Graham Gingles: Boxed In – Cyphers, Secrecy And Sensuality

Graham Gingles: Boxed In – Cyphers, Secrecy And Sensuality

Back to this Issue



Brian McAvera
FE McWilliam Gallery & Studio, 2022
pp 170 fully illustrated h/b & p/b
€35/£30 & €25/£20
ISBN: 978-190845-527-1
Liam Belton

The programme committee of the FE McWilliam Gallery & Studio, together with the curators, deserve congratulations for the recent exhibition of work by artist Graham Gingles. A book by the playwright, curator and art critic Brian McAvera – who has known the artist and followed his career since the early 1980s – accompanied the exhibition. It contains a biographical essay titled ‘The Life, Death and Possible Resurrection of Mr Graham Gingles, Esquire’. Based on material the author has gathered on the artist since the early 1980s and interviews carried out over a period of about three months during the pandemic, it reads as a set of conversations between two individuals who are obviously at ease in each other’s company. This happy arrangement elicits insights into the artist’s character that are unguardedly intimate and often extremely witty.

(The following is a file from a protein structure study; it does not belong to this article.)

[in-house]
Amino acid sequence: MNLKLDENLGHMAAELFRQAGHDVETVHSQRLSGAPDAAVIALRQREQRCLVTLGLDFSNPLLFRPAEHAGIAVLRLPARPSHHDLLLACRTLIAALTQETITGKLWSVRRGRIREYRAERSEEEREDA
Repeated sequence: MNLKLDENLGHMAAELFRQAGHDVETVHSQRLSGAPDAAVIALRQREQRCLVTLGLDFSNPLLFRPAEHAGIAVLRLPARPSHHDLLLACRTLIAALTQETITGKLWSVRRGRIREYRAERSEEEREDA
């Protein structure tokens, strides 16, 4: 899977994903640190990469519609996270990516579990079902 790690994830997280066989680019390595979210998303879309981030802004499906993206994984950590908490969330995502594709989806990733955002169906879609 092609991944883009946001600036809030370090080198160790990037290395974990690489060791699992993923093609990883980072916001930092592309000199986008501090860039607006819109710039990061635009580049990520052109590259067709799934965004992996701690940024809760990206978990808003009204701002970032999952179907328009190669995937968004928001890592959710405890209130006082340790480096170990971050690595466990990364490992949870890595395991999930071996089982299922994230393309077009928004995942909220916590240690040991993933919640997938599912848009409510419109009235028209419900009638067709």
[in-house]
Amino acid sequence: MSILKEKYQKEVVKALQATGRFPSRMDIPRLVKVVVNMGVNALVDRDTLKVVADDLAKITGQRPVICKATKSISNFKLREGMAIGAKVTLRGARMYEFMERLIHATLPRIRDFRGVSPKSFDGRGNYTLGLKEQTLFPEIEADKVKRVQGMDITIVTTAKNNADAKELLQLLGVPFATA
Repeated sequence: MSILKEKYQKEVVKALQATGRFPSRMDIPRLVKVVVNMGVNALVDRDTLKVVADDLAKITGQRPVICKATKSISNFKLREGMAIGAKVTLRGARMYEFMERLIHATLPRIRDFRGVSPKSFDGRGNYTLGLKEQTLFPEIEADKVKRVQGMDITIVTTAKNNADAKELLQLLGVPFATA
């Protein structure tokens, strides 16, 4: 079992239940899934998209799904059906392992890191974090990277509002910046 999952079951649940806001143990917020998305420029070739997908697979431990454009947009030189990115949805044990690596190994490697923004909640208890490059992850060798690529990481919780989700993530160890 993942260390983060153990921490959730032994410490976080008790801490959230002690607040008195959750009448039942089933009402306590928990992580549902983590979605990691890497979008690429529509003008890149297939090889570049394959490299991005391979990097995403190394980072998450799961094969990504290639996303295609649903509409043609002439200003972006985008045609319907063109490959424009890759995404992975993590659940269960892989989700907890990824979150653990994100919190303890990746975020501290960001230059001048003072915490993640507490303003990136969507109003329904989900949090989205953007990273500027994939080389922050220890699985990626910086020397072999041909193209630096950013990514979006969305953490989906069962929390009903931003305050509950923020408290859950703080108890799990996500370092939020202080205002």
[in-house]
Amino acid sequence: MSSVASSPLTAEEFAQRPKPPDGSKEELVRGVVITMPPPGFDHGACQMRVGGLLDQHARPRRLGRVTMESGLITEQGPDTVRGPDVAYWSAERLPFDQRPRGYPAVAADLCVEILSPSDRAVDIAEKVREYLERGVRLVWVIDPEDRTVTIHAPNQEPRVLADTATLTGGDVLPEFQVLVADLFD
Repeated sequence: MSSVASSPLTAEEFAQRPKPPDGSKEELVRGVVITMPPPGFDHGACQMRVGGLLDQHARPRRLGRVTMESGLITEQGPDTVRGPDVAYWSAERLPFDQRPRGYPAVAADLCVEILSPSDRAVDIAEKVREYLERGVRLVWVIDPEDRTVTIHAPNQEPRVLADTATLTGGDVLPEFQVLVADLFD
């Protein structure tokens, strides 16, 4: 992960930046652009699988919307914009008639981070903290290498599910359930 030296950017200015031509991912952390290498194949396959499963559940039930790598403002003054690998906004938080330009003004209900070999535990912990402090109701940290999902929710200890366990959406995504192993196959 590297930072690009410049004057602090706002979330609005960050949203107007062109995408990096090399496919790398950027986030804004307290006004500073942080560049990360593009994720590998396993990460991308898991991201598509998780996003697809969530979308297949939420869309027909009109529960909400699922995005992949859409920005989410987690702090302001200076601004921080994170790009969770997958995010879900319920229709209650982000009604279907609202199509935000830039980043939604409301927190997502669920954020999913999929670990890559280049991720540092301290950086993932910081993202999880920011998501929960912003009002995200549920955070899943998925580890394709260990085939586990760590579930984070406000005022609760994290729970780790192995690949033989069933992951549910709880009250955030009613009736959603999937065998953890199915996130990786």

Even for those not particularly interested in the visual arts, this symbiotic tête-à-tête produces a very entertaining read. This may be due to the fact that McAvera is a playwright and Graham Gingles is an artist with a multifaceted, complex and intriguing brain. It’s good to see him receiving the plaudits he so rightly deserves – the art establishment in the south of Ireland have shamefully neglected him. Graham is not interested in nationalism. ‘I’m not Irish,’ he says. ‘I don’t feel I belong anywhere. I’m certainly not British.’ We learn that he came from the unionist tradition. ‘If I had been my grandfather (who was involved in gun-running for the UVF in 1914), I would have been against a united Ireland because of the rural, priest-ridden south. Home Rule was Rome Rule. Now I have no problem joining the new Ireland which has emerged.’ He describes politics in the north as tribalism.

We also learn that he was involved in puppetry and silversmithing and that he deboned pigs. This chapter is followed by a revealing essay by his wife, Jude Stephens, who writes with an empathetic insight into art and artists.

The book concludes with a scholarly analysis into the magical, beguiling, cryptic and ambiguous work of this mystical atheist.

Brian McAvera and the FE McWilliam Gallery have presented us with a book which will prove an essential and unique archive for future researchers into Gingles’ work.

Liam Belton is an artist.

More from the Autumn 2022 edition

Shopping cart0
There are no products in the cart!
Continue shopping